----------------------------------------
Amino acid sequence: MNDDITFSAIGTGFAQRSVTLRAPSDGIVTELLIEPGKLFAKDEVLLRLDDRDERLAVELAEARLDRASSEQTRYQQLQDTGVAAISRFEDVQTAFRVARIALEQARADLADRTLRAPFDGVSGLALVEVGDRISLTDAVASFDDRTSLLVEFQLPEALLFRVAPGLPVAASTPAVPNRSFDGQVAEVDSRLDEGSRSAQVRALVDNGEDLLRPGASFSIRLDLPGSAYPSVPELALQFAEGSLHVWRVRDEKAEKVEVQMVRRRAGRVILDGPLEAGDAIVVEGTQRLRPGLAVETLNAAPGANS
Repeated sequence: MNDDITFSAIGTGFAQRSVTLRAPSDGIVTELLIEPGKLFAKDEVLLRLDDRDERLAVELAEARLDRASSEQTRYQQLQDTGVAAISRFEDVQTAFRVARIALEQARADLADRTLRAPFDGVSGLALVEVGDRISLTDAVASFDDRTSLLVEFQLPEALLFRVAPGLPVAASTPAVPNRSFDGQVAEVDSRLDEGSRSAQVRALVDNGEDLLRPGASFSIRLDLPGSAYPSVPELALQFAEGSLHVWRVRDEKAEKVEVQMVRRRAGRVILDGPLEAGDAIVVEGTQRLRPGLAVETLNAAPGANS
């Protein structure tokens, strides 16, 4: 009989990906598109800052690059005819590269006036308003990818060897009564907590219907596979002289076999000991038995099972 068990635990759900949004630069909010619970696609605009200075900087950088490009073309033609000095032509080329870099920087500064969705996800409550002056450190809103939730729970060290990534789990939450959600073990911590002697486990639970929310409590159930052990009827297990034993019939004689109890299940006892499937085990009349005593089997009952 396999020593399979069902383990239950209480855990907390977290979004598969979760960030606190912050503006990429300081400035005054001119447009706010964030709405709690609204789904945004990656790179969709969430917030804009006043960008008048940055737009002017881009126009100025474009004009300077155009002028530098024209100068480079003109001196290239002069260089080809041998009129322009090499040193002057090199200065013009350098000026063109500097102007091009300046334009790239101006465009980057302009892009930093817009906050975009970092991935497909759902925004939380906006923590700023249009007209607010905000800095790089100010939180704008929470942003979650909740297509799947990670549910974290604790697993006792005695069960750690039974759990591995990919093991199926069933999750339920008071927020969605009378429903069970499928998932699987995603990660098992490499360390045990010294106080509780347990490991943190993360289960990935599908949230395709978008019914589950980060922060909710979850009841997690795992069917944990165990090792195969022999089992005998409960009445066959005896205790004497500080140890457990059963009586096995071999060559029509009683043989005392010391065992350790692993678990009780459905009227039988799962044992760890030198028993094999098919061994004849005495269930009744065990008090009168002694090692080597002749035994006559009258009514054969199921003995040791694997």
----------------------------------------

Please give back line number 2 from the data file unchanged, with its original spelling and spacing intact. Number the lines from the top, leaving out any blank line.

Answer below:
Repeated sequence: MNDDITFSAIGTGFAQRSVTLRAPSDGIVTELLIEPGKLFAKDEVLLRLDDRDERLAVELAEARLDRASSEQTRYQQLQDTGVAAISRFEDVQTAFRVARIALEQARADLADRTLRAPFDGVSGLALVEVGDRISLTDAVASFDDRTSLLVEFQLPEALLFRVAPGLPVAASTPAVPNRSFDGQVAEVDSRLDEGSRSAQVRALVDNGEDLLRPGASFSIRLDLPGSAYPSVPELALQFAEGSLHVWRVRDEKAEKVEVQMVRRRAGRVILDGPLEAGDAIVVEGTQRLRPGLAVETLNAAPGANS